Reporting Teams Channel Email Addresses

Connecting Those Obscure Teams Channel Email Addresses

Updated 10 July 2023

A colleague posed the question of how to find what team a channel email address belonged to. This is more difficult than you might imagine because when Teams creates an email address for a channel (like, the address doesn’t contain any hint that would allow you to connect the address to its channel. Teams can generate email addresses for any type of channel – regular, private, and shared, and the same kind of obfuscated addresses are used for all types. The Teams admin center doesn’t offer any way of reporting channel email addresses – the only out-of-the-box method to see a channel’s email address is with the Get Email Address option in the Teams client.

 Viewing a Teams channel email address
Figure 1: Viewing a Teams channel email address

No matter, I said, PowerShell will do the trick. In fact, I’d been down this path before when I wrote about how to use audit records to know when channels get or lose email addresses. Part of that article looked at reporting the email addresses that exist for channels using a mixture of PowerShell and Graph API requests (the script is available from GitHub). The Graph requests are required because the Get-TeamChannel cmdlet doesn’t include the email address in the set of properties it returns.

Use the Graph to fetch Teams Channels

The script was one of my earliest efforts at using the Graph with PowerShell and like all code, a fresh eye sometimes creates better results. At least, that’s the eternal hope. I decided to use the Microsoft Graph PowerShell SDK this time around. I used version 1.10 of the Graph SDK for this project. You need the Graph Channel.ReadBasic.All permission to access channel settings. (update: I’ve checked the code against Microsoft Graph PowerShell SDK V2).

Three years ago, the Microsoft Graph PowerShell SDK wasn’t in great shape. Some would argue that it’s still not where it should be. I think the SDK has improved greatly, even if its documentation still sucks dirty canal water. In one respect, the biggest benefit of the SDK is that you don’t need to create a registered app in Azure AD to hold the permissions needed to run Graph requests. Some of its cmdlets take care of pagination too.

For many people, the SDK is easier to use than running Graph requests. Once you’ve gotten the hang of API request formats, you’re able to switch between SDK cmdlets and Graph requests, much like people can switch between left-hand and right-hand drive cars. In any case, here’s the code I wrote:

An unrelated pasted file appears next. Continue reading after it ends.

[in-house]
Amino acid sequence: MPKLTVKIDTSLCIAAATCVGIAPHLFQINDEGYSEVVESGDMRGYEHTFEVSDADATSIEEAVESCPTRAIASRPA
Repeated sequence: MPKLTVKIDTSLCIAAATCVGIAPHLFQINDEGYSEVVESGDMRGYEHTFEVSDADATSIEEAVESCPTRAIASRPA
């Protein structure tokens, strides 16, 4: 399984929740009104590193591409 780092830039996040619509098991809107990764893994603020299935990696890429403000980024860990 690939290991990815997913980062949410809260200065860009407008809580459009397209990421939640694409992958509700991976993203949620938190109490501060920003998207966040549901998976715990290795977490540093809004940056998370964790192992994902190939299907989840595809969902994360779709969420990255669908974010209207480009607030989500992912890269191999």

Connect-MgGraph -Scopes Group.Read.All, Directory.Read.All, Channel.ReadBasic.All
[array]$Teams = Get-MgGroup -Filter "resourceProvisioningOptions/Any(x:x eq 'Team')" -All
If (!($Teams)) {Write-Host "Can't find any teams - exiting"; break} 
$Teams = $Teams | Sort-Object DisplayName
$ChannelsList = [System.Collections.Generic.List[Object]]::new()
[int]$i = 0
ForEach ($Team in $Teams) {
   $ProgressBar = "Processing Team " + $Team.DisplayName + " (" + $i + " of " + $Teams.Count + ")"
   Write-Progress -Activity "Checking Teams Information" -Status $ProgressBar -PercentComplete ($i/$Teams.Count*100)
   [array]$Channels = Get-MgTeamChannel -Teamid $Team.Id 
   ForEach ($Channel in $Channels) {
     If ($Channel.Email) {
       $ChannelLine = [PSCustomObject][Ordered]@{  # Write out details of the private channel and its members
          Team           = $Team.DisplayName
          Channel        = $Channel.DisplayName
          Description    = $Channel.Description
          EMail          = $Channel.Email
          Id             = $Channel.Id }
       $ChannelsList.Add($ChannelLine) } 
  } #End Foreach Channel
} # End ForEach Team

Refining for Teams-Generated Email Addresses

So far, so good. The only complication is that the Get-MgTeamChannel cmdlet returns the primary SMTP address for the underlying Microsoft 365 group for a team’s General channel even if Teams generates an email address for the channel. In some respects, this is expected because the General channel is the heart of a team. However, you can’t use the group primary SMTP address to send email to the General channel. because Exchange Online delivers any messages sent to this address to the group mailbox.

To find the set of teams-generated addresses, we therefore need to apply an additional filter. This is straightforward because all teams-generated addresses end in “,” the special domain used for this purpose. The command is:

$TeamsEmailAddresses = $ChannelsList | Where-Object {$_.Email -Like "*"}

Figure 2 shows the set of email addresses in my tenant. Most of them are used for testing, which accounts for some of the obscure channel names.

Reporting Teams channel email addresses
Figure 2: Reporting Teams channel email addresses

PowerShell Invaluable to Administrators

Situations like this underline the truth of the assertion that PowerShell is an invaluable tool for Microsoft 365 tenant administrators. No set of administration tools created by a vendor can be all-encompassing and PowerShell’s ability to fill in the gaps is what makes it so useful. Add in the ability to make Graph calls from PowerShell, and you have a very powerful tool indeed.

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